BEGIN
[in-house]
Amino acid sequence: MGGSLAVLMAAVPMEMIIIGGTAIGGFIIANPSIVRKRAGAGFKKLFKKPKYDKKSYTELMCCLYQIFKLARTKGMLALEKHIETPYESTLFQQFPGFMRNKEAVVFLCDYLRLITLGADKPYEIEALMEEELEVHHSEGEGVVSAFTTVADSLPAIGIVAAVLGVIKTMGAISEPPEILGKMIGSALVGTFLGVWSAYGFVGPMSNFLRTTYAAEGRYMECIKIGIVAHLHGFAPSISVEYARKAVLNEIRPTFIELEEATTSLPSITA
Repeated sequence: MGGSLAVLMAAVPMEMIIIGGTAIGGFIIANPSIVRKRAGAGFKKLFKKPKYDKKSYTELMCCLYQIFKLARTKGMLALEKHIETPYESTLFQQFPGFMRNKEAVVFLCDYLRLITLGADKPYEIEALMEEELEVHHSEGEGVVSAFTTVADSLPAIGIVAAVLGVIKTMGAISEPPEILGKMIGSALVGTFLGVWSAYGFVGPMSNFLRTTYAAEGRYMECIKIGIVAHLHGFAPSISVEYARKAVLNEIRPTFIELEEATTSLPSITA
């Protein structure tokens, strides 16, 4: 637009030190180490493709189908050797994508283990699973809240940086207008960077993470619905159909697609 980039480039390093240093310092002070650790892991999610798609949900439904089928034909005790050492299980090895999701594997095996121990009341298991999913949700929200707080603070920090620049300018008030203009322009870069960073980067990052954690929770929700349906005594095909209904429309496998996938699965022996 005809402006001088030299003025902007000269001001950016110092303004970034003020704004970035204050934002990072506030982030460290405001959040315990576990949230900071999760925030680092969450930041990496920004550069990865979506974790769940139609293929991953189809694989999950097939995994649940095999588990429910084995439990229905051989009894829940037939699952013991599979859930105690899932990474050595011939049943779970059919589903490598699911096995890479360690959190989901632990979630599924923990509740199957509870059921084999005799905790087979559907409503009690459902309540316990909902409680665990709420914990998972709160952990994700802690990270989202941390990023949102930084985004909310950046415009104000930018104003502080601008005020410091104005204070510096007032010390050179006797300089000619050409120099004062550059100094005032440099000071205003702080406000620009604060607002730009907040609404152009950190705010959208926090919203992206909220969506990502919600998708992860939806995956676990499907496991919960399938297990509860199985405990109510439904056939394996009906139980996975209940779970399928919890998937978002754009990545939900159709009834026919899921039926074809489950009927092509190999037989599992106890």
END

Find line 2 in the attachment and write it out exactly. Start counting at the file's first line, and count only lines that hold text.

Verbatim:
Amino acid sequence: MGGSLAVLMAAVPMEMIIIGGTAIGGFIIANPSIVRKRAGAGFKKLFKKPKYDKKSYTELMCCLYQIFKLARTKGMLALEKHIETPYESTLFQQFPGFMRNKEAVVFLCDYLRLITLGADKPYEIEALMEEELEVHHSEGEGVVSAFTTVADSLPAIGIVAAVLGVIKTMGAISEPPEILGKMIGSALVGTFLGVWSAYGFVGPMSNFLRTTYAAEGRYMECIKIGIVAHLHGFAPSISVEYARKAVLNEIRPTFIELEEATTSLPSITA